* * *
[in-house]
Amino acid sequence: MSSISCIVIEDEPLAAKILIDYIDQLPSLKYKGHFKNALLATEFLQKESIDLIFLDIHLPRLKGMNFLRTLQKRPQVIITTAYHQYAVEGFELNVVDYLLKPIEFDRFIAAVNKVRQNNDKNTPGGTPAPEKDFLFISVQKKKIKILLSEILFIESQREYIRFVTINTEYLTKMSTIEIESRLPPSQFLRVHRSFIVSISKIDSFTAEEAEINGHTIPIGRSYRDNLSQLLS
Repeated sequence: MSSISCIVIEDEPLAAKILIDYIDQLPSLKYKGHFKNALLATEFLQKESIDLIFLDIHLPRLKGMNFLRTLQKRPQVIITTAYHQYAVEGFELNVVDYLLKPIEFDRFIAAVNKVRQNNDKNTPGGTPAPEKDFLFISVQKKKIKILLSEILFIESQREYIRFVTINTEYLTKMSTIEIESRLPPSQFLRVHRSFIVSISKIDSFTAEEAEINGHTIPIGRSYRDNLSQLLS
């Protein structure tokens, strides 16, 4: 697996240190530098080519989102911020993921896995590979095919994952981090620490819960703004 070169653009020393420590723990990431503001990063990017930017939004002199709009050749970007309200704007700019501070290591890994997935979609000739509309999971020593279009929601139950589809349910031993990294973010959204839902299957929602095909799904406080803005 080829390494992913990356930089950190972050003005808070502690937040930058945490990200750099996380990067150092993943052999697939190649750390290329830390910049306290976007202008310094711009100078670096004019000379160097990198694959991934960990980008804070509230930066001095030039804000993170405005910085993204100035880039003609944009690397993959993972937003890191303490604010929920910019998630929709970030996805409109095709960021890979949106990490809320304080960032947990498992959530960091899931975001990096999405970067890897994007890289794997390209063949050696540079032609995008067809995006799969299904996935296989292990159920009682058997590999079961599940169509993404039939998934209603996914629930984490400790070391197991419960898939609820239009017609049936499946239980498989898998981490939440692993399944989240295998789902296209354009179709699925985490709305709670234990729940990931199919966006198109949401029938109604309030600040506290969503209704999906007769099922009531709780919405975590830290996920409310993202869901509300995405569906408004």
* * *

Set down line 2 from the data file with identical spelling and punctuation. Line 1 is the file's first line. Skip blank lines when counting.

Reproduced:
Amino acid sequence: MSSISCIVIEDEPLAAKILIDYIDQLPSLKYKGHFKNALLATEFLQKESIDLIFLDIHLPRLKGMNFLRTLQKRPQVIITTAYHQYAVEGFELNVVDYLLKPIEFDRFIAAVNKVRQNNDKNTPGGTPAPEKDFLFISVQKKKIKILLSEILFIESQREYIRFVTINTEYLTKMSTIEIESRLPPSQFLRVHRSFIVSISKIDSFTAEEAEINGHTIPIGRSYRDNLSQLLS